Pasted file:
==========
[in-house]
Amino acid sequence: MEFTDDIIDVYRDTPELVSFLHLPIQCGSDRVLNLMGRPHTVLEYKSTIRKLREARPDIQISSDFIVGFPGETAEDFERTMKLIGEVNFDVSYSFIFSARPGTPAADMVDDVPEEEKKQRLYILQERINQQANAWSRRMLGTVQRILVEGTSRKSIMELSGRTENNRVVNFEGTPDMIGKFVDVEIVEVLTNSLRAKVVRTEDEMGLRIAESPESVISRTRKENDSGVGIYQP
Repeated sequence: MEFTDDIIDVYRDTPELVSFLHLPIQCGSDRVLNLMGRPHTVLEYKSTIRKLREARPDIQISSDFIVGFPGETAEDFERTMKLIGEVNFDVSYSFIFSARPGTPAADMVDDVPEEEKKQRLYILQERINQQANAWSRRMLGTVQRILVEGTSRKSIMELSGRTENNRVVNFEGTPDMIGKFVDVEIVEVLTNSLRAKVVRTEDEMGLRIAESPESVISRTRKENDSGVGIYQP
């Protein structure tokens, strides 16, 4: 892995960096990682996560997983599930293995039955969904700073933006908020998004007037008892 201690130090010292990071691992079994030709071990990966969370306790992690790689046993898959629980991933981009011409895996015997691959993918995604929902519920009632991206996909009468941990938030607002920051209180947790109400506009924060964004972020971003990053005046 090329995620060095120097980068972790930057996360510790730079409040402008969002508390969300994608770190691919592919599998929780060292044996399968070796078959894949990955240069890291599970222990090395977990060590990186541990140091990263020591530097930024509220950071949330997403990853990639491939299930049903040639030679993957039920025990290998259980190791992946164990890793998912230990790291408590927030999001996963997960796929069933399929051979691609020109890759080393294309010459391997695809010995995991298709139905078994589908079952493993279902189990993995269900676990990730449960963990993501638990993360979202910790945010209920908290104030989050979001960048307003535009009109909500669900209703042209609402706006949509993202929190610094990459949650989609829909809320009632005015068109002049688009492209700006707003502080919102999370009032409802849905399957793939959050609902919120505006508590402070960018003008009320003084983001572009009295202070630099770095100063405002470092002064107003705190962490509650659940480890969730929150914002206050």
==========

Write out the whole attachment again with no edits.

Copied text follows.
[in-house]
Amino acid sequence: MEFTDDIIDVYRDTPELVSFLHLPIQCGSDRVLNLMGRPHTVLEYKSTIRKLREARPDIQISSDFIVGFPGETAEDFERTMKLIGEVNFDVSYSFIFSARPGTPAADMVDDVPEEEKKQRLYILQERINQQANAWSRRMLGTVQRILVEGTSRKSIMELSGRTENNRVVNFEGTPDMIGKFVDVEIVEVLTNSLRAKVVRTEDEMGLRIAESPESVISRTRKENDSGVGIYQP
Repeated sequence: MEFTDDIIDVYRDTPELVSFLHLPIQCGSDRVLNLMGRPHTVLEYKSTIRKLREARPDIQISSDFIVGFPGETAEDFERTMKLIGEVNFDVSYSFIFSARPGTPAADMVDDVPEEEKKQRLYILQERINQQANAWSRRMLGTVQRILVEGTSRKSIMELSGRTENNRVVNFEGTPDMIGKFVDVEIVEVLTNSLRAKVVRTEDEMGLRIAESPESVISRTRKENDSGVGIYQP
């Protein structure tokens, strides 16, 4: 892995960096990682996560997983599930293995039955969904700073933006908020998004007037008892 201690130090010292990071691992079994030709071990990966969370306790992690790689046993898959629980991933981009011409895996015997691959993918995604929902519920009632991206996909009468941990938030607002920051209180947790109400506009924060964004972020971003990053005046 090329995620060095120097980068972790930057996360510790730079409040402008969002508390969300994608770190691919592919599998929780060292044996399968070796078959894949990955240069890291599970222990090395977990060590990186541990140091990263020591530097930024509220950071949330997403990853990639491939299930049903040639030679993957039920025990290998259980190791992946164990890793998912230990790291408590927030999001996963997960796929069933399929051979691609020109890759080393294309010459391997695809010995995991298709139905078994589908079952493993279902189990993995269900676990990730449960963990993501638990993360979202910790945010209920908290104030989050979001960048307003535009009109909500669900209703042209609402706006949509993202929190610094990459949650989609829909809320009632005015068109002049688009492209700006707003502080919102999370009032409802849905399957793939959050609902919120505006508590402070960018003008009320003084983001572009009295202070630099770095100063405002470092002064107003705190962490509650659940480890969730929150914002206050």